One of the agency’s leading pieces of thought leadership is its annual Middle East Healthcare Business Barometer 2020, interviewing 102 senior-level decision makers within healthcare businesses across the region. Last summer, the agency launched a group-wide Rewire initiative to help clients evolve, with a focus on purpose, vision and culture; brand positioning; relationships with internal and external stakeholders; responses to political, regulatory, environmental and reputational challenges; and engagement and communication strategies. It also offers Hanover 360° to clients across EMEA looking to embed sustainability practices within commercial strategy, public affairs and communications.
— Maja Pawinska Sims
Weber Shandwick MENAT won the PRCA’s Large Consultancy of the Year trophy this year—its second triumph in the past three years and evidence that the global, Interpublic-owned agency has established itself as a major player in the Middle East. Not surprisingly, the firm has impressive strength in the region’s sturdy financial services sector, but more recently it has been expanding its digital and social media capabilities, including content creation and influencer marketing.
Weber Shandwick has a smaller Middle East footprint than many of its rivals—offices in Abu Dhabi, Doha, Dubai and Kuwait City, as well as an Istanbul office and a network of affiliates in eight additional markets—but an outsized reputation.
While Weber Shandwick revenues in EMEA as a whole took a small dip in 2020, there was still growth in the Middle East. There was growth from clients such as Mastercard and SABIC and new business from the likes to UEFA, as well as plenty of EMEA wins that include work in the Middle East.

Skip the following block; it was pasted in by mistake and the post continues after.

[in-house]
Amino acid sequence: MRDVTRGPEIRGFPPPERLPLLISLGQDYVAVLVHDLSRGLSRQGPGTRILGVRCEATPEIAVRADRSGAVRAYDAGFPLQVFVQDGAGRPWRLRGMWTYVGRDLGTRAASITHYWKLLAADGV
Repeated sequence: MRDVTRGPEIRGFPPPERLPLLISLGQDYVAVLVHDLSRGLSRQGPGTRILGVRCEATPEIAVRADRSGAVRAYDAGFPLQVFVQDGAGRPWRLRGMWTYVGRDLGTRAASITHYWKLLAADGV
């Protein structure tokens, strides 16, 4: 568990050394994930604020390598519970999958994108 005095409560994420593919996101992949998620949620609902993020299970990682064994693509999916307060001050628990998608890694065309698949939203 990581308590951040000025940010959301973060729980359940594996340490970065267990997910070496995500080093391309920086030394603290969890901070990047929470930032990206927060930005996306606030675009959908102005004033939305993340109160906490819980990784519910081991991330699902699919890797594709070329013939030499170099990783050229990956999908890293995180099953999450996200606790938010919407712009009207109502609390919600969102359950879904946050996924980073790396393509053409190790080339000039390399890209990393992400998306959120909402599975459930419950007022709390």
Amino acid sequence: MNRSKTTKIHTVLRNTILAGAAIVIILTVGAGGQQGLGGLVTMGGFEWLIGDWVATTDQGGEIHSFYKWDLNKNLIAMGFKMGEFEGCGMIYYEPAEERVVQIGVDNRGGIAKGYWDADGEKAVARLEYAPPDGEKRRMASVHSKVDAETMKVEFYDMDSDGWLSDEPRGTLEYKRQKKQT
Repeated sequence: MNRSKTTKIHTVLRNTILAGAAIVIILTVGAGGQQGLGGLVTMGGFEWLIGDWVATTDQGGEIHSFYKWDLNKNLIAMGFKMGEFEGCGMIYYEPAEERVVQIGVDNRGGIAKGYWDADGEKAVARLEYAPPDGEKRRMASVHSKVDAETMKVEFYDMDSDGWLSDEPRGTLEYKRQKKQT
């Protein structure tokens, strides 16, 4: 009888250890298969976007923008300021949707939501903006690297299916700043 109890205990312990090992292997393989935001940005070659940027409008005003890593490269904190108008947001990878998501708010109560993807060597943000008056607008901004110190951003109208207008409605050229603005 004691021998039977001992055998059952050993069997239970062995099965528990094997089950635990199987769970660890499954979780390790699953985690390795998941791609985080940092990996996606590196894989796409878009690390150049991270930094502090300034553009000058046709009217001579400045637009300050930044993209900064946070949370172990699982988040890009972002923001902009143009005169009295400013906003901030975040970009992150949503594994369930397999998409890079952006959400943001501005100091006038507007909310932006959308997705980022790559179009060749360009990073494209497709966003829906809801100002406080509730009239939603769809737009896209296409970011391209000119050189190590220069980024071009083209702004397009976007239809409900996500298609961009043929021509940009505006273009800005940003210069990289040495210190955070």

Weber Shandwick has an impressive leadership team in the Middle East, headed by Ziad Hasbani, a 14-year veteran of the firm who serves as CEO. He has support from Ghaleb Zeidan, who leads the UAE operations, Noura Al Sarraj in Dubai, Seda Yalçin in Turkey, and senior integration officer Peter Jacob. New additions in 2020 included Salim Rachid, to lead the firm’s social impact work, and Becky Briggs-York who is leading consumer practice work in Dubai. A values-driven approach to culture, with an increased emphasis on inclusion, has helped to establish the firm as one of the region’s best workplaces.
Partnering with longtime client Mastercard, Weber Shandwick has won recognition for its strategic communications and thought leadership work, an initiative that converted insights and data related to safe contactless technology adoption into stakeholder messages and stories. Other recent highlights include launching Warner Bros. World in Abu Dhabi and helping McDonald’s celebrate its 26-year history in Kuwait.
— Paul Holmes